i get it.

on top of that, i feel like i’m a revenue generator, and someone somewhere is making money off of me because of your compassion, your wanting to do the right thing, your awareness because breast cancer awareness month has been so damn effective. sadly though, i think awareness and prevention has been turned on its head for a consumer spending spree. all of us breast cancer patients and survivors are raising money for such wonderful (note dripping sarcasm) products, like 5-hour energy drink, a personal grooming kit, a wristlet purse, mayonnaise, sneakers, nail files, gum, a power drill, glittery flats, and even thong underwear. how lovely.

and on top of that, many of these products have in them the same toxins that contribute to the horribleness of breast cancer. i attended two nonprofit-hosted events in the last two weeks–both wonderful, fabulous, supportive events for women living with breast cancer. each of them gave away corporate donated make-up and skin-care products as part of the experience, to look good and feel better and embrace the new you while working and trying to stay on top of your stuff. and learn how to draw on eyebrows too. those who know me well know that i love products. love them. but as i pawed through these marvelous bundles, not one–NOT ONE–of the products are free of all the nasty stuff found on the environmental working group’s cosmetic database of known carcinogens or those chemicals not yet tested.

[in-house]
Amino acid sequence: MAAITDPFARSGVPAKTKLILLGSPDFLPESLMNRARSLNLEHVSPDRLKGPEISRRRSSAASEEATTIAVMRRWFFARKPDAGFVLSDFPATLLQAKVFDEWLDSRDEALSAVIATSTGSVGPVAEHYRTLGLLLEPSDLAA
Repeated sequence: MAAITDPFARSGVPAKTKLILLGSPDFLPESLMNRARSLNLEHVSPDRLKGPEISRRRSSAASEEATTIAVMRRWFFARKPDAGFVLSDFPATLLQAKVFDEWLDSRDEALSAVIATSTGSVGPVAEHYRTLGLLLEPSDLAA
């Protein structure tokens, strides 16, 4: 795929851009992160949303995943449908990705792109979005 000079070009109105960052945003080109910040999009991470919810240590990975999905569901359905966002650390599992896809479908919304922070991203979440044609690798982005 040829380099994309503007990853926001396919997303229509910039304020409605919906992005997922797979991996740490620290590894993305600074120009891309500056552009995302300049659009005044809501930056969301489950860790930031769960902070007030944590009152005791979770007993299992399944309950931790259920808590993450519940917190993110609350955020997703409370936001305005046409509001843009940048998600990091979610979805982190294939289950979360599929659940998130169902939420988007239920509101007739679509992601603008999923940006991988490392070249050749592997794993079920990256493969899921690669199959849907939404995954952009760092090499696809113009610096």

f*ck the world!!!!

you might say, “but look at all the good this is doing! all the money being raised for research! all that awareness and preventative self-breast exams happening this month!” i don’t deny the importance of funding research and improving early detection and survival, but i do object to how it’s being done. and i don’t want it done on my back. if you really want to purchase some pink products, this group, Think Before You Pink, has a set four questions to ask beforehand:

  1. does any money from this purchase go to support breast cancer programs? how much?
  2. what organization will get the money? what will they do with the funds, and how do these programs turn the tide of the breast cancer epidemic?
  3. is there a “cap” on the amount the company will donate? has this maximum donation already been met? can you tell?
  4. does this purchase put you or someone you love at risk for exposure to toxins linked to breast cancer? what is the company doing to ensure that its products are not contributing to the breast cancer epidemic?

you might not always agree or like what i share here, but please don’t be pink-washed.

whew. ok, i can take a deep breath. i know i’m not perfect on all my purchases, and maybe when i’m well i’ll try and more formally crack this nut.

but for now…i’m not quite sure how to end this post. hugs? saludos? cheerio?

it’s not always pretty, but if you’re reading, you’re still with me. so, a big thank you and xom.